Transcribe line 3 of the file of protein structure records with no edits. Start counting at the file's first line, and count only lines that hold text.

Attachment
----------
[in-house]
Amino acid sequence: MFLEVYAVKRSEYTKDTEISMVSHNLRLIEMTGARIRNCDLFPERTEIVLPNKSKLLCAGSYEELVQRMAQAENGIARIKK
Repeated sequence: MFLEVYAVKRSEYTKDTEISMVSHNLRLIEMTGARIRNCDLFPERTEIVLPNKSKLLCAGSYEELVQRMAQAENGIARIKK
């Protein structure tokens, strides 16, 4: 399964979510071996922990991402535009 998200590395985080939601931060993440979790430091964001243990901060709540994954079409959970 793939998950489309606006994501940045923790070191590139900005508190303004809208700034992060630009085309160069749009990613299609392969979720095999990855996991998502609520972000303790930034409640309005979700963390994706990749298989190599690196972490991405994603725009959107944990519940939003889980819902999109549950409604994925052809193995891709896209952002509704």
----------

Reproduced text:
Repeated sequence: MFLEVYAVKRSEYTKDTEISMVSHNLRLIEMTGARIRNCDLFPERTEIVLPNKSKLLCAGSYEELVQRMAQAENGIARIKK